A charter member of the Union County Toastmasters, Appenzeller says his Toastmasters’ experience has helped him evaluate student presentations in class. “I use what I’ve learned in Toastmasters to give my students ideas or tips for their oral presentations.”
Dr. Jay F. Bolin — assistant professor of biology — Bolin left his position as a Smithsonian research collaborator to join Catawba as an assistant professor of biology. He was also in Borneo collecting plants and doing research this summer when he signed his employment contract.
Bolin, who grew up in Alexandria, Va., earned his bachelor’s degree in environmental science from Virginia Tech, and his master’s degree in biology and his Ph.D. in ecological sciences from Old Dominion University. He also spent more than a year living and teaching in Namibia on a Fulbright Fellowship associated with the University of Namibia.
Bolin has collected plants from Borneo, Madagascar, Namibia, South Africa and Zambia. The most interesting and botanically diverse area where he collected was Namaqualand, located in extreme southwestern Namibia and northwestern South Africa, an area straddling the Orange River. He describes the area as “an extremely arid, rugged and remote place with few trees, but a fantastically diverse assemblage of succulent plants, some of which have exquisite adaptations for collecting moisture from oceanic fog.”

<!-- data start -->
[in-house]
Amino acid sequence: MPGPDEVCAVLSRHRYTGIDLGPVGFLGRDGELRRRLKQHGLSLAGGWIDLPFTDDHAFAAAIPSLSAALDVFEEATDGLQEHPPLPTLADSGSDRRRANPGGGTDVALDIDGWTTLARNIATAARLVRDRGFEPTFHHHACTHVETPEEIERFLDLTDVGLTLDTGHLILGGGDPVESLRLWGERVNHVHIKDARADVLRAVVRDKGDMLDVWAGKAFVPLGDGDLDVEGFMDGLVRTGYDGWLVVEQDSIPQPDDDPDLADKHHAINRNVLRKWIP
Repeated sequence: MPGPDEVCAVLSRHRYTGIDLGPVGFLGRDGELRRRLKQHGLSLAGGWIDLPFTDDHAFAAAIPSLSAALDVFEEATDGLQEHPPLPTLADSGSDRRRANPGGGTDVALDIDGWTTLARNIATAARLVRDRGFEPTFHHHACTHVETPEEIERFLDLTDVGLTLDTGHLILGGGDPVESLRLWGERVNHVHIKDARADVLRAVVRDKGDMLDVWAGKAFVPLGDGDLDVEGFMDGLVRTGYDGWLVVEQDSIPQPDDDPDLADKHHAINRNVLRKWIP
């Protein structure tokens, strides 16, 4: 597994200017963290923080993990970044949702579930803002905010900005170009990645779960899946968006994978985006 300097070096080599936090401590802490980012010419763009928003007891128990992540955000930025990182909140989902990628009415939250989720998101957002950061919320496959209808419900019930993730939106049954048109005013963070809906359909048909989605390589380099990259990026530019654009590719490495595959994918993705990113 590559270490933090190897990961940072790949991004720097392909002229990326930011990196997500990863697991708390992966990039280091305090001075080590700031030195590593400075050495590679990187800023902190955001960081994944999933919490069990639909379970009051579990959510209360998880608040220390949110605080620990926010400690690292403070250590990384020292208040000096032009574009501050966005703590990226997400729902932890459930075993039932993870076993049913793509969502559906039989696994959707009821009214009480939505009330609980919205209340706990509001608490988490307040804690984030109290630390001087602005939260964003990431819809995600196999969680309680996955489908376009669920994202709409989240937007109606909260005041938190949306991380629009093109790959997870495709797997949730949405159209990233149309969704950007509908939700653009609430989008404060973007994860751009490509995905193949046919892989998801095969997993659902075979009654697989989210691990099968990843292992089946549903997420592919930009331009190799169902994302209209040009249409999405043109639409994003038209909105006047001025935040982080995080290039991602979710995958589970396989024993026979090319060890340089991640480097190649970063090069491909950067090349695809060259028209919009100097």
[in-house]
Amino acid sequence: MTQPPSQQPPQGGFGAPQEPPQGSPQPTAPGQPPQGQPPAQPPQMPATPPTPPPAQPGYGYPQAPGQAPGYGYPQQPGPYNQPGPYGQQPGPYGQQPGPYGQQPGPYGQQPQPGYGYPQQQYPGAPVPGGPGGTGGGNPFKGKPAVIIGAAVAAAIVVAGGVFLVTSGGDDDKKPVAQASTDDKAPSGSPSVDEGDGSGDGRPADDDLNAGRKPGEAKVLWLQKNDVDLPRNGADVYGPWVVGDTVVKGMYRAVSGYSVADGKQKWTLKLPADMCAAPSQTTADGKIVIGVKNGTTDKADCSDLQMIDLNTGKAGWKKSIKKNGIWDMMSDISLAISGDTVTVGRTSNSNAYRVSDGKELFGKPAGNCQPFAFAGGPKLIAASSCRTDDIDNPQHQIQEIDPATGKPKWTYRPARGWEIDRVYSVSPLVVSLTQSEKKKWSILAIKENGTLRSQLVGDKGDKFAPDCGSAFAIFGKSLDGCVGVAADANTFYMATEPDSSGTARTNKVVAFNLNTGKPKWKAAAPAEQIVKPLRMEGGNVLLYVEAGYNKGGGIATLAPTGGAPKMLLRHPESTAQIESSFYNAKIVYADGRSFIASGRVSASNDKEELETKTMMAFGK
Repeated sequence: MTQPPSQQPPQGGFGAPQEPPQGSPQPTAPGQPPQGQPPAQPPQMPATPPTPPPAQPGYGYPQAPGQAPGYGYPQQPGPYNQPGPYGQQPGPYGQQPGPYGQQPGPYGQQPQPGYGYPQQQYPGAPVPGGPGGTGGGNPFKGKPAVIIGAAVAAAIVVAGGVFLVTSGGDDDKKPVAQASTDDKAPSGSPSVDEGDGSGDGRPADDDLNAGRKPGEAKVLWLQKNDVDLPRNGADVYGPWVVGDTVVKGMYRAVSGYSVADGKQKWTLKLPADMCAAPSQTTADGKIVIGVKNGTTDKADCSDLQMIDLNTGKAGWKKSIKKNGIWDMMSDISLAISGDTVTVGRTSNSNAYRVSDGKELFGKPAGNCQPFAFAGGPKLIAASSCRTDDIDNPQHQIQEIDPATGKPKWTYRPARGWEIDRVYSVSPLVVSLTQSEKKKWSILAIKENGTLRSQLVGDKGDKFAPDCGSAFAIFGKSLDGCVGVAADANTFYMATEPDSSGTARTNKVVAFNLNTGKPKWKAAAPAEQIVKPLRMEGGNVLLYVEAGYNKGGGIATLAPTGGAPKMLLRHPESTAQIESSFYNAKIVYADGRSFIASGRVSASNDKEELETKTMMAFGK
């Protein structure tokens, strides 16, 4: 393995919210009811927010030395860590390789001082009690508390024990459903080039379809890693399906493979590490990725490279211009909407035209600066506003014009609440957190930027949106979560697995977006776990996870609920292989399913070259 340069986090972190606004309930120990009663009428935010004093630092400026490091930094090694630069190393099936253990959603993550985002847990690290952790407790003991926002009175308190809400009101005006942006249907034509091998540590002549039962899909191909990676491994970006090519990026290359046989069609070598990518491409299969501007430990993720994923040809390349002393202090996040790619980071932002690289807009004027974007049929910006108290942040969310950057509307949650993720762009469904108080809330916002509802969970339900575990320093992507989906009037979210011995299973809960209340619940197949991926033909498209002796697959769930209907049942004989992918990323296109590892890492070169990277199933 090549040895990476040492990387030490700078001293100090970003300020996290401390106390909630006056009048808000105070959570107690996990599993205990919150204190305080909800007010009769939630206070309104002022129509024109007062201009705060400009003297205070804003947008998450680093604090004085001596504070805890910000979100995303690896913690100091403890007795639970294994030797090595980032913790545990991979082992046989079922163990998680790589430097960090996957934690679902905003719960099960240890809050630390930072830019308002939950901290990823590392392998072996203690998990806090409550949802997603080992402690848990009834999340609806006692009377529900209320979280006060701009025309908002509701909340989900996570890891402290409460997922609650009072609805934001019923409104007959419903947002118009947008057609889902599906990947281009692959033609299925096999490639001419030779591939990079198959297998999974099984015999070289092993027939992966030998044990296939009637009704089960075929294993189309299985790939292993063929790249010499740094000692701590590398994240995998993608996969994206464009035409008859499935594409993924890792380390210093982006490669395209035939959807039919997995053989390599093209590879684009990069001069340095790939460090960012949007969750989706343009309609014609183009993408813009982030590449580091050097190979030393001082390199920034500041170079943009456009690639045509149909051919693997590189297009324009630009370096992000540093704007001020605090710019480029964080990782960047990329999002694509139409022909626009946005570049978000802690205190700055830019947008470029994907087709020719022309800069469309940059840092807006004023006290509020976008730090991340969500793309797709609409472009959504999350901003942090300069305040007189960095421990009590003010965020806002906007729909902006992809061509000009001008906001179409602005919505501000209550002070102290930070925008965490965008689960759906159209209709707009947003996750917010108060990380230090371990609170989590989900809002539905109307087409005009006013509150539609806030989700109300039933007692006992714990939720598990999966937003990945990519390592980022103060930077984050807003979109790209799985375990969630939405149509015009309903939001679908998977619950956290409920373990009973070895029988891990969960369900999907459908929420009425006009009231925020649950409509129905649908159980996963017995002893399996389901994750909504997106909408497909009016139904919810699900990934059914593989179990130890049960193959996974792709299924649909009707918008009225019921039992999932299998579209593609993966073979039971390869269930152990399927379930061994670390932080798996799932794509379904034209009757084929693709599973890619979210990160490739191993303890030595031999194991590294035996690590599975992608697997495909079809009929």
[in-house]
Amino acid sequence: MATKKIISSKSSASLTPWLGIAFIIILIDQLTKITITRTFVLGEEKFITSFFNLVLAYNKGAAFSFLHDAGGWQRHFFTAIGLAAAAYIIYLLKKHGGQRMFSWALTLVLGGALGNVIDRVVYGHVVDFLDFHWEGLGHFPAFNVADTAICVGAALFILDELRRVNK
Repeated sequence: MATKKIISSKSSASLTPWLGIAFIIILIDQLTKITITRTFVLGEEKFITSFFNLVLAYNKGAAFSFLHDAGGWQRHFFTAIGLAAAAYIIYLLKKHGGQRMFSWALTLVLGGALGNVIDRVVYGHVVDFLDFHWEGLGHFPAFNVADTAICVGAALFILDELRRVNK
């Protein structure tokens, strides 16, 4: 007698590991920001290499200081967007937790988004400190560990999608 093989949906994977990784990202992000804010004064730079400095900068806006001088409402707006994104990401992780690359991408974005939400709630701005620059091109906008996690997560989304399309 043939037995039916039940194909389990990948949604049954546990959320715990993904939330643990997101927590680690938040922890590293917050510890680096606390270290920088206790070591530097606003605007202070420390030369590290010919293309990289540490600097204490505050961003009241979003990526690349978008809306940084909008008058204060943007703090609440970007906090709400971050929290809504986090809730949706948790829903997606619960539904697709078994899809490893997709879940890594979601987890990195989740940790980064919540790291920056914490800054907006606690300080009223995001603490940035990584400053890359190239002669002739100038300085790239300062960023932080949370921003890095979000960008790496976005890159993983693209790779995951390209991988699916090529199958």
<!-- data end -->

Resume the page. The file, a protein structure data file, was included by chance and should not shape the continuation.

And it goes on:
Another interesting fact about Bolin is that he spent four years, from 2004 to 2008, as a volunteer wildland firefighter in southeastern Virginia, working with an interagency prescribed fire team setting controlled burns.
“I am always thrilled by the wild diversity of plant forms, their evolutionary relationships, and how they interact with their ecological communities,” he explains.
“I’m really crazy about plants with modified modes of nutrition such as parasitic plants, plants that steal water and sugars from other plants, and mycoheterotrophic plants, plants that use fungi to do their stealing for them.”
Dr. James W. Hand — assistant professor of athletic training and director of athletic training education — Hand says that although motorsports is a personal interest of his, sports medicine is his passion. He believes that the more opportunities students have to participate in service learning and project-based learning within the sports medicine field, “the better providers (better citizens) they will become.”
This California native, who considers Camarillo as his hometown, traveled to the Midwest to earn two of his degrees. He received his bachelor’s degree in recreation management with a minor in sports medicine from Culver-Stockton College and his master’s degree in physical education from Ohio University. He returned to California, to California Lutheran University to earn his doctorate of education in education leadership.